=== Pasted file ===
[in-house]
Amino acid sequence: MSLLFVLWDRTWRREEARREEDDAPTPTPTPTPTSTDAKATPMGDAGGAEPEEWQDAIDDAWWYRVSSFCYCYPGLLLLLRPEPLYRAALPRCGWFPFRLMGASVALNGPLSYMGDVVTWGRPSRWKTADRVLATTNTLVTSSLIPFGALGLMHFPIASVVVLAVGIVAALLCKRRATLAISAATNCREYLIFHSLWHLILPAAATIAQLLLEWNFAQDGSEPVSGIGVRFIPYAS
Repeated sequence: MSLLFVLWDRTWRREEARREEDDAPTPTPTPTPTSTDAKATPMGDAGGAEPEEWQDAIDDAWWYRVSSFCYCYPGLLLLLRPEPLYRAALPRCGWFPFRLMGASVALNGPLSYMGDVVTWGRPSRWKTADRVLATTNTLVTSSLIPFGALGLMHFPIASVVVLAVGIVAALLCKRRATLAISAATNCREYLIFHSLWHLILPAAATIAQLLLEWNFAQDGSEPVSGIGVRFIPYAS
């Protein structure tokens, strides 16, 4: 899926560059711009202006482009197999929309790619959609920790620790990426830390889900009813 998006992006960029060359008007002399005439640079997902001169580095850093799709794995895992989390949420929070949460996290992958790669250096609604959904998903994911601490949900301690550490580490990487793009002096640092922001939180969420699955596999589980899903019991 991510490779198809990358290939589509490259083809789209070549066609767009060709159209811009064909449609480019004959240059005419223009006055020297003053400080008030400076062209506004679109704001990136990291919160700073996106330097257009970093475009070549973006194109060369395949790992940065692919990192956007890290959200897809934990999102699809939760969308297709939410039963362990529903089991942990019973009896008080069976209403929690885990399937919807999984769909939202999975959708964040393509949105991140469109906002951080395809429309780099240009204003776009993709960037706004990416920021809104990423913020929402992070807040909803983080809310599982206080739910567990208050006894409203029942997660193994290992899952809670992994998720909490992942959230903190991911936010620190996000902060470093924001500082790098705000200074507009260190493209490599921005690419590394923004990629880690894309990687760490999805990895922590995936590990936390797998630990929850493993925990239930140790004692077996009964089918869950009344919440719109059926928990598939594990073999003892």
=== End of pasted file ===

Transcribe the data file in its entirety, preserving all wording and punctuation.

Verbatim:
[in-house]
Amino acid sequence: MSLLFVLWDRTWRREEARREEDDAPTPTPTPTPTSTDAKATPMGDAGGAEPEEWQDAIDDAWWYRVSSFCYCYPGLLLLLRPEPLYRAALPRCGWFPFRLMGASVALNGPLSYMGDVVTWGRPSRWKTADRVLATTNTLVTSSLIPFGALGLMHFPIASVVVLAVGIVAALLCKRRATLAISAATNCREYLIFHSLWHLILPAAATIAQLLLEWNFAQDGSEPVSGIGVRFIPYAS
Repeated sequence: MSLLFVLWDRTWRREEARREEDDAPTPTPTPTPTSTDAKATPMGDAGGAEPEEWQDAIDDAWWYRVSSFCYCYPGLLLLLRPEPLYRAALPRCGWFPFRLMGASVALNGPLSYMGDVVTWGRPSRWKTADRVLATTNTLVTSSLIPFGALGLMHFPIASVVVLAVGIVAALLCKRRATLAISAATNCREYLIFHSLWHLILPAAATIAQLLLEWNFAQDGSEPVSGIGVRFIPYAS
């Protein structure tokens, strides 16, 4: 899926560059711009202006482009197999929309790619959609920790620790990426830390889900009813 998006992006960029060359008007002399005439640079997902001169580095850093799709794995895992989390949420929070949460996290992958790669250096609604959904998903994911601490949900301690550490580490990487793009002096640092922001939180969420699955596999589980899903019991 991510490779198809990358290939589509490259083809789209070549066609767009060709159209811009064909449609480019004959240059005419223009006055020297003053400080008030400076062209506004679109704001990136990291919160700073996106330097257009970093475009070549973006194109060369395949790992940065692919990192956007890290959200897809934990999102699809939760969308297709939410039963362990529903089991942990019973009896008080069976209403929690885990399937919807999984769909939202999975959708964040393509949105991140469109906002951080395809429309780099240009204003776009993709960037706004990416920021809104990423913020929402992070807040909803983080809310599982206080739910567990208050006894409203029942997660193994290992899952809670992994998720909490992942959230903190991911936010620190996000902060470093924001500082790098705000200074507009260190493209490599921005690419590394923004990629880690894309990687760490999805990895922590995936590990936390797998630990929850493993925990239930140790004692077996009964089918869950009344919440719109059926928990598939594990073999003892």